Cannabis Credit Cards Could Mean Serious Weed Debt

Sarah Hayes June 30, 2019 0 comments

A cannabis company releases an exclusive cannabis credit card and profits sore.

Ever run out of cannabis and wish you could put an emergency ounce on your credit card? If so, your dream may be about to come true if you live in one of five U.S. states approved to receive a first of its kind “cannabis credit card.” Columbia Care Inc. is the creditor set to shake up a cash-based economy in the U.S. with cannabis credit card processing.

Right now, cannabis credit card processing has a big problem: the feds don’t like it. This means that many cannabis businesses who’d like to accept card payments are out of luck. Most can’t even get a bank account.

Columbia Care Inc. is a cannabis producer and vendor operating in 15 jurisdictions, including numerous US states and the EU.  During June, the Columbia National Credit card program will come online in New York, Delaware, Pennsylvania, Illinois, and Arizona. The company plans to make its new card available for use at all of its US locations by the end of 2019.

The staggered release follows a pilot program in New York, and makes Columbia the first cannabis producer to release its own branded credit card.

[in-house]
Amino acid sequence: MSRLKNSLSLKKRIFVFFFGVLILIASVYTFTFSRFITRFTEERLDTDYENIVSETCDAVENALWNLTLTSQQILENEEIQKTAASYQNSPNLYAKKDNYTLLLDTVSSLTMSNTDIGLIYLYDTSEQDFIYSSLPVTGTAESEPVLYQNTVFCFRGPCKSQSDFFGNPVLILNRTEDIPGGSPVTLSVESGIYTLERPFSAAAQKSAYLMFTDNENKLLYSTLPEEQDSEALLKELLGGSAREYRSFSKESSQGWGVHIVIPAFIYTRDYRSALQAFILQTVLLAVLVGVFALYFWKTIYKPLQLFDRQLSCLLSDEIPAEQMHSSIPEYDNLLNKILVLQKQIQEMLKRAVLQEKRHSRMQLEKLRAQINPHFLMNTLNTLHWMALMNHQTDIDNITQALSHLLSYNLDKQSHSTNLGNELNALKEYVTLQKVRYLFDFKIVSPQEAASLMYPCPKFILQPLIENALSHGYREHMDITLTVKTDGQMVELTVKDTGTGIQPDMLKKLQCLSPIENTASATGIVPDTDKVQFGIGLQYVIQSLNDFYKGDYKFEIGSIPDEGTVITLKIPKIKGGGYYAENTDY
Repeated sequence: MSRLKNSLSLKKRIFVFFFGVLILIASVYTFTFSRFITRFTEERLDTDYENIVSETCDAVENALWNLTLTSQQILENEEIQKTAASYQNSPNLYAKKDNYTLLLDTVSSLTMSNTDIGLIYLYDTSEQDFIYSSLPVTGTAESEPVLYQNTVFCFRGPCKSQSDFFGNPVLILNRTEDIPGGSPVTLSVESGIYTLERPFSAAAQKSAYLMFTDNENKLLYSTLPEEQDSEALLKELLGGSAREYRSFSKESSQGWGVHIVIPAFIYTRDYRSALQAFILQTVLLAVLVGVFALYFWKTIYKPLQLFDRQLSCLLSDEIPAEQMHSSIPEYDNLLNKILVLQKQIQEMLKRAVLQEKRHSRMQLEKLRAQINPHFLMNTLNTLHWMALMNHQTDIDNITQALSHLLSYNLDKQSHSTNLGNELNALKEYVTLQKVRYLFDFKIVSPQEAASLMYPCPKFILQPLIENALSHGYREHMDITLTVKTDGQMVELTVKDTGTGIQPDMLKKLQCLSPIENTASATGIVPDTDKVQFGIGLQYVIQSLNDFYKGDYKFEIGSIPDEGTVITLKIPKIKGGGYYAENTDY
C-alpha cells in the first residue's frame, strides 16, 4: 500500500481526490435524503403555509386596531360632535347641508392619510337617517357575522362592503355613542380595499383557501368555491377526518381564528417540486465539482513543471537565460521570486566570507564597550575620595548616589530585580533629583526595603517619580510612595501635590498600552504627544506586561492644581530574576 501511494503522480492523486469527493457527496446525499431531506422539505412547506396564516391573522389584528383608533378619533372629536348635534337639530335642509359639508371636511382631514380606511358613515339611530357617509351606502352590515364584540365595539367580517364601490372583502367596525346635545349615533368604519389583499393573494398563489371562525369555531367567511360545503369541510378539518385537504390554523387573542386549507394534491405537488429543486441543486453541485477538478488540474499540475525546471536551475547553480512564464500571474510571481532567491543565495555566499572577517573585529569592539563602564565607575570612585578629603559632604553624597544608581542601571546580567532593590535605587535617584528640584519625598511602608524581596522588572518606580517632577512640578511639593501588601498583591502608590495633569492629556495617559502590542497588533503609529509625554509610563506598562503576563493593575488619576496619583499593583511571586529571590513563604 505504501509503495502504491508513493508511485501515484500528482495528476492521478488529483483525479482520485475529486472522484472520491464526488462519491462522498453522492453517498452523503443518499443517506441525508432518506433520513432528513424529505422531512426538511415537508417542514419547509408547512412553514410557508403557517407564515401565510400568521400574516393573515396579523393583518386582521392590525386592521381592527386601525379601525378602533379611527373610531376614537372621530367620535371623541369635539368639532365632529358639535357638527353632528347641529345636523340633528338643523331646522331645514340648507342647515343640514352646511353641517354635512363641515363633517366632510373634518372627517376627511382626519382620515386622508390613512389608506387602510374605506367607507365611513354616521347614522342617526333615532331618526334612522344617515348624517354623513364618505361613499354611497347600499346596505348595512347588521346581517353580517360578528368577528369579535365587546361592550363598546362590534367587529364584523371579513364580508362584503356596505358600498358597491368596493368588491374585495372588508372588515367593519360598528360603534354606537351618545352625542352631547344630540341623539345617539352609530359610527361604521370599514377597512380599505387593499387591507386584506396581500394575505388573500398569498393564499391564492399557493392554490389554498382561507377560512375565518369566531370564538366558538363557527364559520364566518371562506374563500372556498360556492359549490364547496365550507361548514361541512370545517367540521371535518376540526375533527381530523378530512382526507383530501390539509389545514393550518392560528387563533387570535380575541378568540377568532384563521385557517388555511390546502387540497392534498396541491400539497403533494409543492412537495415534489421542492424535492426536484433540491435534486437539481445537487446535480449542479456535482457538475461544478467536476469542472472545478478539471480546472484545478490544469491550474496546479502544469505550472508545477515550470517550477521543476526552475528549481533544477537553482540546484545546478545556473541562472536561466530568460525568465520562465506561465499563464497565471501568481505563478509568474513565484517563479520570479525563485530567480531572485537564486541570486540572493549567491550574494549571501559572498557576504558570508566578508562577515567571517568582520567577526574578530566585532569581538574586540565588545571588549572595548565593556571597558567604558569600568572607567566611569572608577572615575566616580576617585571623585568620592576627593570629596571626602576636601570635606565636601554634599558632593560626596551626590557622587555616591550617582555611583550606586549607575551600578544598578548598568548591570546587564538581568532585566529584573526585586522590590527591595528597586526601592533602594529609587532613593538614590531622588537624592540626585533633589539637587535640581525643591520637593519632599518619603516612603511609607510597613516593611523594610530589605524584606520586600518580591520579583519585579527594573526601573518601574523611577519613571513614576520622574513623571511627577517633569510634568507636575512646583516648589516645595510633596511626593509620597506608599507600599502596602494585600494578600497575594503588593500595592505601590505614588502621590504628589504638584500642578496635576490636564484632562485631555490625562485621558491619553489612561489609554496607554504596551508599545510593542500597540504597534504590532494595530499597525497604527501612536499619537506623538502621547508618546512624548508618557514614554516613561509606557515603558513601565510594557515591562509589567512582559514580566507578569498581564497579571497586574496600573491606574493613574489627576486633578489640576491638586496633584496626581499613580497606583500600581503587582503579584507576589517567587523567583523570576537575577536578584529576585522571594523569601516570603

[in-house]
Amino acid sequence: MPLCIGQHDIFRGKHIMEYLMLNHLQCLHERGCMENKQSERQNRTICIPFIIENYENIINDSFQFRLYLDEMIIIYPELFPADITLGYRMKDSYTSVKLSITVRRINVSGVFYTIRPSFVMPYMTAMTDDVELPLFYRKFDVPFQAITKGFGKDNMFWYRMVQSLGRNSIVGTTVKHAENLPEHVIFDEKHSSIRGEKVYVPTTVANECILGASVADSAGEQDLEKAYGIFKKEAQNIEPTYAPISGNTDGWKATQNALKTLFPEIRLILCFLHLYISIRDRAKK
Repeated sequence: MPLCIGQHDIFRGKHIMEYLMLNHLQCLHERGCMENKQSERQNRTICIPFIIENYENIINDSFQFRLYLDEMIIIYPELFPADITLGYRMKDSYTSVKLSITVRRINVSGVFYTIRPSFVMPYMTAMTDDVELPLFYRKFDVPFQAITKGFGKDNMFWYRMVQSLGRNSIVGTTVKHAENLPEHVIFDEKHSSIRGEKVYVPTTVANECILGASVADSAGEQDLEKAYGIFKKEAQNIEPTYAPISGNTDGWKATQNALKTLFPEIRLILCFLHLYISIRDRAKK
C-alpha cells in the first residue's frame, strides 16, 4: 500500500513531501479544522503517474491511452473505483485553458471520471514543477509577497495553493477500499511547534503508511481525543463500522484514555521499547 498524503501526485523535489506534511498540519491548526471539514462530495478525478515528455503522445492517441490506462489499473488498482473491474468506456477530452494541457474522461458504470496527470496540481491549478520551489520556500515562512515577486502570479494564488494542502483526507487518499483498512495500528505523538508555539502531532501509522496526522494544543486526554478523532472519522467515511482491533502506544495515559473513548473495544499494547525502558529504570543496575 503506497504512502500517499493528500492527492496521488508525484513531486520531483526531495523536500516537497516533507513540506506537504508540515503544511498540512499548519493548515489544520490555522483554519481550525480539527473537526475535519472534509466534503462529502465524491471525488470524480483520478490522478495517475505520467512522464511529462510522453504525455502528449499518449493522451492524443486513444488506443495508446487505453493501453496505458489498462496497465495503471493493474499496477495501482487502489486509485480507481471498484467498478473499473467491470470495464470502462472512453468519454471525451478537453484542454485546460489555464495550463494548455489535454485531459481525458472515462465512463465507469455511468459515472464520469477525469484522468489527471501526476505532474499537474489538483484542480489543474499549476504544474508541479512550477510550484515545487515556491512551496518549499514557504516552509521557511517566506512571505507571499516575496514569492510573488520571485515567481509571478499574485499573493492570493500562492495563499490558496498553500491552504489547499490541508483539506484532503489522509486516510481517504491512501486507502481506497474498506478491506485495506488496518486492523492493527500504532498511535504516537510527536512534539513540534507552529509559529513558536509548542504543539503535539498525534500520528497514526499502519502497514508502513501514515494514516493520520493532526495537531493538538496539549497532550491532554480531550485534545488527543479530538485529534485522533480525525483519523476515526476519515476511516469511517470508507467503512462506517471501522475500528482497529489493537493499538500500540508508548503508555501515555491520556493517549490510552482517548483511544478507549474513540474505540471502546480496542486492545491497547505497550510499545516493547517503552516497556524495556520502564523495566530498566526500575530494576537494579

[bsa_pro_ad_space id=25]

cannabis credit card next to cannabis oil

Who Needs a Cannabis Credit Card?

The most obvious answer is in the numbers. In the New York pilot program, Columbia found that consumers paying in-store with the CNC card spent on average 18% more than cash customers, while home deliveries increased by 25% month-on-month during the trial.

Columbia aren’t shy about their plans. In a press release, Nicholas Vita, the company’s chief executive said, “By launching the first credit card in the country that can be used by consumers and industry participants to purchase cannabis products, we now exclusively offer an important capability that will serve Columbia Care’s national growth initiatives, including home delivery, automatic fulfillment and e-commerce.”

The lives of cannabis vendors have long been complicated by federal legislation restricting cannabis credit card processing. While some processors offer workarounds, mainstream players outright refuse to deal with cannabis businesses. But don’t fall hook, line, and sinker for the sales talk; we know there are dispensaries where you can pay with card. However, on the whole, the cannabis industry is a cash-based business.

[bsa_pro_ad_space id=26]

vault meme

The CNC card only supports purchases made at Columbia. But the company hopes to position itself as the “premier and only” cannabis credit card processing option in the industry, and is looking into opportunities to work with other vendors.

So, beyond looking like a good payday for Columbia, pushing the envelope when it comes to cannabis payments could be beneficial for the wider industry: “We are in the business of expanding the entire national cannabis market, and this is exactly the type of industry-wide challenge our team excels at solving,” said Vita.

SAFE Banking Crucial for the Cannabis Industry